My hat started out as another one of those basic one dollar non-descript pieces that I’ve re-fashioned before (here and here).  I started out by making two tapered darts about two inches apart up the crown where I chose the back to be.  Then I brought those two darts together in a tuck that extended into the brim and topstitched the excess down.  A light steaming from and iron as helped further shaped the hat.  The darts shaped the crown while the tuck brought the size smaller so it would sit higher up on my head and have that cup-like center top to the traditional ‘cone crown’ of a Tyrolean Hat (like the purple one at right from FIT museum).  To keep my hat on my head, I took a ribbon and knotted it together at the sides and used an upholstery needle to wind it down and through the straw so I can tie the hat around my hairstyle.

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This outfit so completely reminds me of some sort of summer resort wear, something meant to keep one looking great and moving comfortably in searing temperatures, and…yes, this dress does fit that bill!    I tested this out, as the day on which I wore it for these pictures was extremely, oppressively hot.  Linen is a super sweat wicking fabric, yet it kept me cool.  The linen kept absorbing the sweat off me, yet it did not feel soaked and it was a cooler temperature than I was when it was wet.  This particular linen has zero scratchiness and is lacking that “hemp-like”, raw feel which I find in many other linens…only softness so there is another high comfort here!  However, my favorite benefits are the no-see-through thickness of this linen as well as the way it does not change color or show however much I might be sweating to death, like many dark fabrics.  This linen dress definitely does not just give the impression of being cool but also helps that along.  To top things off, my hat ‘perches’ lightly on my head, keeping my hairstyle underneath pristine and cool, yet the brim is enough to keep the sun off my eyes.  I was doubtful that this outfit would be that great in steamy weather, but I am a converted believer in effortless summer fashion a la vintage with linen and straw!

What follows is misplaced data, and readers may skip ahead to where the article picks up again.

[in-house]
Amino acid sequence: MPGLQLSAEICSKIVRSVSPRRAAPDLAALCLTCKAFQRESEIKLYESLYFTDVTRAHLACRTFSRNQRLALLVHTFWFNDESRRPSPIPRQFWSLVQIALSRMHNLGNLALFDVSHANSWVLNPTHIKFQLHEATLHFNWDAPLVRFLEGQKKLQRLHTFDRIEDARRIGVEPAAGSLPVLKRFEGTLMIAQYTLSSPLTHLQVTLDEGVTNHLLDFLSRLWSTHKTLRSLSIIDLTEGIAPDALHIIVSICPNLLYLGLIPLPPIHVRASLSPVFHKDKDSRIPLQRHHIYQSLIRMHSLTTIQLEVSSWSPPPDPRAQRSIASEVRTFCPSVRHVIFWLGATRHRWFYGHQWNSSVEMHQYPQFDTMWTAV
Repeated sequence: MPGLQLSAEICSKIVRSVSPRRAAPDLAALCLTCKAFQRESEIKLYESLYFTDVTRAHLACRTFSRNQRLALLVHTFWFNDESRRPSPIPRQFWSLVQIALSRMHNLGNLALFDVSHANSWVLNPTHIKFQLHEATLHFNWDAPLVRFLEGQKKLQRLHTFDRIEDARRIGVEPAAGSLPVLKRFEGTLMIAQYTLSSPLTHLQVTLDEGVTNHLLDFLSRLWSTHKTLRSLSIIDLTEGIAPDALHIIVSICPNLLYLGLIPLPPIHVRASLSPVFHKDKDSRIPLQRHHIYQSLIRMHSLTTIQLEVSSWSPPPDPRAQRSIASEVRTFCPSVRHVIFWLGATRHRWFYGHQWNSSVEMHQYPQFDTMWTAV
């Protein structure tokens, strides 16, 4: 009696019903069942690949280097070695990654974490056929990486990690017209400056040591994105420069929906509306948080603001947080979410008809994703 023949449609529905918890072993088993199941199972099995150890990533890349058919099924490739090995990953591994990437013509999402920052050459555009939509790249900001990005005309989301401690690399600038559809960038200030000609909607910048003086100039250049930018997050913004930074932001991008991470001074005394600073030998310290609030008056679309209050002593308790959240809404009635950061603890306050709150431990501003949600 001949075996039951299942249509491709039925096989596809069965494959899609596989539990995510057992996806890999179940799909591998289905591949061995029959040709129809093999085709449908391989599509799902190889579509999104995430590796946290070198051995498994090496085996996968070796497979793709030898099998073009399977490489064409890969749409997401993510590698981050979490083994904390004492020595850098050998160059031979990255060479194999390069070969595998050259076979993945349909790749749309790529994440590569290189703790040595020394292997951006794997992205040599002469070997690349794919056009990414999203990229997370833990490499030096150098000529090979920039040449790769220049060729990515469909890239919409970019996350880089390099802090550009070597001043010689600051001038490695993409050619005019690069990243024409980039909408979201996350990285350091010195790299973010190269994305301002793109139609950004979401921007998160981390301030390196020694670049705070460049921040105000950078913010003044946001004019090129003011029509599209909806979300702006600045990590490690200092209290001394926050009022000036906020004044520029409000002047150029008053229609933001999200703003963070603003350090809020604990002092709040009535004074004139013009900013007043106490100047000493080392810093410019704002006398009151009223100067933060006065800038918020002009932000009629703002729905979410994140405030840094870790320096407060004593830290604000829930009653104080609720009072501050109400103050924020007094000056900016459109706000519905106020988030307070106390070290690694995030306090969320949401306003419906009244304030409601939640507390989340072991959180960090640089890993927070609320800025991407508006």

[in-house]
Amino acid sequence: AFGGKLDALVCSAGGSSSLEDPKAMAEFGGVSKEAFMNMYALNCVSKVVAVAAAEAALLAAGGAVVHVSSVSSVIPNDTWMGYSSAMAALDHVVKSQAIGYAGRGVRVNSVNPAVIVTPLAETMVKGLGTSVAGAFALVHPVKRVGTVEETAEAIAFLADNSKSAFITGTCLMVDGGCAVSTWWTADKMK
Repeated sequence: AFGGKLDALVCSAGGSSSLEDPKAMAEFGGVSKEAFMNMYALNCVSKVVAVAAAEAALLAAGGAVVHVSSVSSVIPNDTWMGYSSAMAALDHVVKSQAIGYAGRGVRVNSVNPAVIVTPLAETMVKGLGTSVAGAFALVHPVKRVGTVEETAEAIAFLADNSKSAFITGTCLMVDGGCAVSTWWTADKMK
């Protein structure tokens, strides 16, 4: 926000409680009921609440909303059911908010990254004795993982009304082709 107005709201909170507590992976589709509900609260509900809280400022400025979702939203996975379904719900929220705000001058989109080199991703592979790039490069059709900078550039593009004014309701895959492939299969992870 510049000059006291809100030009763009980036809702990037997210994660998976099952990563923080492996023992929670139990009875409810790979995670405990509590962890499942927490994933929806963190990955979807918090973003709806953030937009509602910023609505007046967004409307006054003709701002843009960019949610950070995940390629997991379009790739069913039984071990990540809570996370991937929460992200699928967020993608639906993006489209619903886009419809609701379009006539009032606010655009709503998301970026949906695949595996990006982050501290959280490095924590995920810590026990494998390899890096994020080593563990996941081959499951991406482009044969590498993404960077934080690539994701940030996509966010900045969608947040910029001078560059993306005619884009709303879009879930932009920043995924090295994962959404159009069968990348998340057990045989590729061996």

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It’s funny, in the fabric stores I go to the bolts are always full and untouched when I buy linen.  The employees that cut my fabric often seem mystified that I want linen and tell me that hardly anyone buys it.  Do you wear linen?  If so, have you found it to be as lovely of a trooper for wearing as I have?  If not, what are your reservations to this natural fiber?  Why is linen overlooked as a fashion fabric?